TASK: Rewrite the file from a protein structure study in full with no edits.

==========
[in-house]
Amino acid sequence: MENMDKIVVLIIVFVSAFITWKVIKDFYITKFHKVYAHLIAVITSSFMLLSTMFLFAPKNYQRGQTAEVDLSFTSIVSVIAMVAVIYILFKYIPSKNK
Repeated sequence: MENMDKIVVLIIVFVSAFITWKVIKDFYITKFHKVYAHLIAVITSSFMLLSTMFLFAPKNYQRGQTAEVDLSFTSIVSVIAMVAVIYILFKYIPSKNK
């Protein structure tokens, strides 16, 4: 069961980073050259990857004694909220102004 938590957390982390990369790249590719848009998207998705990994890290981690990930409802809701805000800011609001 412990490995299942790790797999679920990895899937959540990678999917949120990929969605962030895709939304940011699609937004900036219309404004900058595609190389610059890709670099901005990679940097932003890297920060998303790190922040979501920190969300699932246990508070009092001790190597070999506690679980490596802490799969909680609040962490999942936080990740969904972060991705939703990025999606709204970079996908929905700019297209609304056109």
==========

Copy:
[in-house]
Amino acid sequence: MENMDKIVVLIIVFVSAFITWKVIKDFYITKFHKVYAHLIAVITSSFMLLSTMFLFAPKNYQRGQTAEVDLSFTSIVSVIAMVAVIYILFKYIPSKNK
Repeated sequence: MENMDKIVVLIIVFVSAFITWKVIKDFYITKFHKVYAHLIAVITSSFMLLSTMFLFAPKNYQRGQTAEVDLSFTSIVSVIAMVAVIYILFKYIPSKNK
């Protein structure tokens, strides 16, 4: 069961980073050259990857004694909220102004 938590957390982390990369790249590719848009998207998705990994890290981690990930409802809701805000800011609001 412990490995299942790790797999679920990895899937959540990678999917949120990929969605962030895709939304940011699609937004900036219309404004900058595609190389610059890709670099901005990679940097932003890297920060998303790190922040979501920190969300699932246990508070009092001790190597070999506690679980490596802490799969909680609040962490999942936080990740969904972060991705939703990025999606709204970079996908929905700019297209609304056109």